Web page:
Recall the following theorem we proved in the last lecture.
Theorem: For any bipartite graph the size of the minimum vertex cover equals the size of the maximum matching.
Note that this is not true for graphs that are non-bipartite – an easy example is the triangle. The minimum size of a vertex cover is while the size of the maximum matching is .
To find an algorithm for finding a maximum matching in general graphs, we could first establish that Perfect Matching for general graphs is in NP co-NP. Clearly the NP certificate is a perfect matching in the graph. For the co-NP certificate we make the following observation. For any subset let us denote by the number of odd sized components in . Notice the following necessary condition for a perfect matching to exist in :
Lemma: If there exists a subset such that then cannot have a perfect matching.
Proof: Suppose not and there is a perfect matching in . Notice that restricted to the odd component cannot be a perfect matching inside that component since the size of the component is odd. Thus there must be a matching edge from each of the odd sized component to . However which is a contradiction since by the pigeon hole principle there must be two matching edges incident on the same vertex in .
As it turns out the above necessary condition is also sufficient. This theorem is called Tutte’s theorem. Let us make the following definition.
Blossom: Given a matching a blossoms is a cycle of length with exactly matched edges, for any positive integer .
Lemma: Let be a blossom of and is disjoint from the rest of . Let be the graph obtained from by shrinking the blossom to a single vertex and let be the matching restricted to . Then has an -augmenting path if and only if has an -augmenting path.
Proof: Clearly if an augmenting path does not meet the blossom then the statement is trivial in both directions. Suppose we have an augmenting path in that ends at the blossom vertex (notice that the blossom vertex is unmatched in ). Then since the blossom is an odd cycle there must be a path in to the unmatched vertex in the blossom. Similarly if we have an augmenting path in that hits the blossom at some vertex, then we get a corresponding augmenting path in that ends at the blossom vertex.
We get the following modification to the matching algorithm from bipartite graphs. Let the vertices on the odd level be called outer vertices and the vertices on the even levels be called inner vertices.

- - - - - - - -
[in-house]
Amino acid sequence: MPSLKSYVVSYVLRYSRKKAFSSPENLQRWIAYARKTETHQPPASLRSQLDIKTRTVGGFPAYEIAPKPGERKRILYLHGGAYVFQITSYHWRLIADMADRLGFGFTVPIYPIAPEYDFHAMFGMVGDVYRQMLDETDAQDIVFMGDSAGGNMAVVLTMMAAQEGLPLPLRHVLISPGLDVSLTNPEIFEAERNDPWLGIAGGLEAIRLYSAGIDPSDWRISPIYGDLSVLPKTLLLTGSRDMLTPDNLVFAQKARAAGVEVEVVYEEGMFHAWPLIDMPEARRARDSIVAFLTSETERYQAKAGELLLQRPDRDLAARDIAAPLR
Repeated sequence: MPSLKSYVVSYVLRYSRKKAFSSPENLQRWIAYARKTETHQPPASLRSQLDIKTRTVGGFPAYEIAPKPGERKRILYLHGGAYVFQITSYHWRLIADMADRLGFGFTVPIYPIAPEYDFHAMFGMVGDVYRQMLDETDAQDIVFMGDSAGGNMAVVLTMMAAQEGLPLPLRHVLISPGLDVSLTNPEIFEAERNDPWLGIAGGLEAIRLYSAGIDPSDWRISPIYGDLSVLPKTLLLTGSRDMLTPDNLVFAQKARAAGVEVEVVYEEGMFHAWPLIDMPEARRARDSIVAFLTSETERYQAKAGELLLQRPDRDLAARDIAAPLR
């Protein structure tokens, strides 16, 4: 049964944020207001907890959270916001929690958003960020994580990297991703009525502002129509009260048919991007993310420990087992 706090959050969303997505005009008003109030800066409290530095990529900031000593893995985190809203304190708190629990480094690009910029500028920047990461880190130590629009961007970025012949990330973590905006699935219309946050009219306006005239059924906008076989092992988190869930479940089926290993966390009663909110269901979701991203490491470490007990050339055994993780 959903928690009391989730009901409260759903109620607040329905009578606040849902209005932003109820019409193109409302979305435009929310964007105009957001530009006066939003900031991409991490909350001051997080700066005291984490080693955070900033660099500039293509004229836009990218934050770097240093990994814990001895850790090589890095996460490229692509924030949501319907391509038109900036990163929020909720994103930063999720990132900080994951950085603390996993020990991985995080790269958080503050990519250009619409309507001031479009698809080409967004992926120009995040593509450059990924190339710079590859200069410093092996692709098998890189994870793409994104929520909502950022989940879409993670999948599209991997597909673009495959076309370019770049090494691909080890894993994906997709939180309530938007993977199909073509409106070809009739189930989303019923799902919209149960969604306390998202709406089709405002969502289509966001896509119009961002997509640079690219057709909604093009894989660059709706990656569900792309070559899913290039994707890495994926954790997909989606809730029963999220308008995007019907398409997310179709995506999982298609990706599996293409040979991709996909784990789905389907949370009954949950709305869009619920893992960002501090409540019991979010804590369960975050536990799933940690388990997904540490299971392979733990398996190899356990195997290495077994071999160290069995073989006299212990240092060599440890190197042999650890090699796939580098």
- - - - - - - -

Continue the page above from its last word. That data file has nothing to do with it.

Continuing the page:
- Let be all the unmatched vertices of
- For every outer and with add and to where is a matching edge.
- For outer from different components of , if then we found an augmenting path.
- For outer from same component and
- Identify blossom (Least Common Ancestor of )
- Shrink the blossom, swap the matching and non matching edges from the blossom vertex to the room of its component.
- Repeat till either augmenting path is found or if no more new vertices can be added.
If the algorithm cannot make any progress without finding an augmenting path then in the set of outer vertices we must have is a subset of inner vertices. This is because otherwise we found a blossom and would contract it and proceed. Let be the number of inner vertices and the set of outer vertices. Note that . Let be the set of all the inner vertices, then observe that each outer vertex is a singleton component in . Thus . Thus the number of unmatched vertices must be at least since we can match the unmatched vertices in the odd components to at most vertices in . Thus must be a maximum matching in , where is obtained by shrinking each blossom. Thus is a maximum matching in which implies by the previous lemma that is a maximum matching in .
Running time: The run time is since doing the BFS procedure takes steps, the matching size increases by each time we find an augmenting path and we can find at most blossoms in .
Note that the above algorithm implies the other direction of Tutte’s theorem.